Hiring a Personal Trainer: Girls vs. Boys

workout trainer

Even the apps understand that some people prefer to work out with a male or female trainer.

Man or woman? Which is right for you? The decision to hire a personal trainer in the first place may seem easy by comparison. All that requires is simply finding a professional who knows their way around a gym, who can save you time, and keep you safe by picking smart, effective exercises to whittle your waist and sculpt your bum. But will you get a better experience from being trained by someone of the same or opposite sex? And does it even matter?

A Fitness Industry Dirty Little Secret

Here’s the deal. The majority of health club memberships are sold to women (about 60%) and 55% of personal training clients are 45 years or older. This means there’s a volume of middle aged and older women who are primarily beginner and intermediate exercisers.  They are interested in hiring someone who makes sure they’re doing the right things. (By the way, I did quite a bit of online research and couldn’t find any statistics for percentage of women that train with men.)

At least anecdotally it seems that these women prefer to hire men. I own a Pilates studio and I’ve seen it first hand. A great, talented female trainer will get passed over by a client for a not-as-well-trained male staff member. I’ve seen the same in health clubs too. The gym I previously had a relationship with shied away from hiring female trainers; they preferred hiring men because they “made more money” for the bottom line.

In my research I found a blog post by Jonathan Goodman, a trainer in Canada, who suggested that female trainers don’t do as well as their male counterparts because the women are primarily “cardio bunnies.”  After my initial urge to leave a snotty comment abated, I took a deep breath and realized I agree with him, but only up to a certain point. I’d harbor a guess that a lot of female trainers consider their work more of a part-time gig while many male trainers think of this as their career. While I definitely view Pilates as my full-time career, I’d bet most of my instructors don’t.  That said, we each have completed a 500-hour certification program, so that tends to weed out the casual attitudes. A personal trainer can get certified in a weekend.

I did get one response from a Facebook post that hadn’t occurred to me.  One person preferred working with guys because they didn’t want a female trainer with a great body next to them.  ”It’s easier to compare your physique to a girl and come up short and frustrated,” she said.  I literally did a face/palm moment.  I’ve had people tell me over the years they like to train with me because I have a “real body” they can relate to.  (Which I guess is a back-handed compliment … heh.)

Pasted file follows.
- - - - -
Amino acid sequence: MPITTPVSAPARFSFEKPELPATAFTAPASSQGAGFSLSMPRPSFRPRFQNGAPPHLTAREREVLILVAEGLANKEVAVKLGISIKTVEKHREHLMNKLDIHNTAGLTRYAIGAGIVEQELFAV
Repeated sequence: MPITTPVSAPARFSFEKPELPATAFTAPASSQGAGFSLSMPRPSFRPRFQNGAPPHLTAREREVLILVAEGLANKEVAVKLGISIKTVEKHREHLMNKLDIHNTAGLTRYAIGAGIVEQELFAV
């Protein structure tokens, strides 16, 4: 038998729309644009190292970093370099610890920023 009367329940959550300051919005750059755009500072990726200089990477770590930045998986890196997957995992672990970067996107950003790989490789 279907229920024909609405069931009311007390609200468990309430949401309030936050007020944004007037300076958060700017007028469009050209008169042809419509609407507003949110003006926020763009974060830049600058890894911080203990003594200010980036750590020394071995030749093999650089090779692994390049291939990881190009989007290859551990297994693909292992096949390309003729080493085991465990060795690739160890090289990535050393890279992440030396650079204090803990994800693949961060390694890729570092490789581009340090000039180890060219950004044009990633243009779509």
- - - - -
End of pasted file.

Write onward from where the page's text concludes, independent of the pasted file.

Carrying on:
Why are Male Personal Trainers Better?

Well the first thing is they’re not better, they’re just more popular.  In a vanity industry like fitness a guy with a V cut is a lot easier to spot than a girl with six pack abs (for the most part, trainers are trapped in baggy golf shirts, it can be tough to tell).  Also keep in mind there is a range of ideals for the feminine body.  Some like to look very strong like the CrossFit folks and some prefer more svelte lines like a Pilates or Yoga body.  Guys though, it’s pretty much a V cut and six pack abs, some guns peeping out from that golf shift and you’re ready to go.

I’m also going to be so bold as to say flirting counts.  Yep, a compliment from a male trainer comes across differently than a compliment from a female trainer and honestly, quite a few of the clients like that.  I’m not saying guys making crass comments to women, I’m not saying there’s anything inappropriate going on at ALL … but I do think getting a compliment from a guy can help with motivation and with client retention and the good male trainers learn that pretty quickly and use it to their advantage.  Heck, I would if I was a guy.

Should You Hire a Male or Female Trainer?

Who should you hire to work with you?  Well ask yourself the following questions.  What is my ultimate fitness goal?  What type of trainer will best help me get there?  What are my weaknesses when it comes to sticking with an exercise plan?  What type of trainer will keep me motivated to succeed?  Write this all out and then look for someone with credentials that match your needs first, then when you get your trainers narrowed down to a handful of people see who appeals to you most and try that person.

Remember, hiring a trainer doesn’t have to be a long term commitment.  Feel free to try a few people out and see who you work with best.  You might be surprised at who you connect with.

Have you worked with personal trainers before?  Have you worked better with a man or a woman?  Do you think a bit of sexual tension is a good thing? I can’t wait to hear what you have to say.

Cheers,

Lisa

photo credit: Maria Ly

 

About Lisa Johnson

Lisa Johnson here. I've been a personal trainer since 1997, a Pilates instructor since 1998 and the owner of Modern Pilates since 1999. I'm hoping to give you some good ideas to get or stay in shape with a healthy dose of humor and reality. Thanks for joining me.

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20 Responses to Hiring a Personal Trainer: Girls vs. Boys

  1. Tammy November 1, 2012 at 12:06 pm #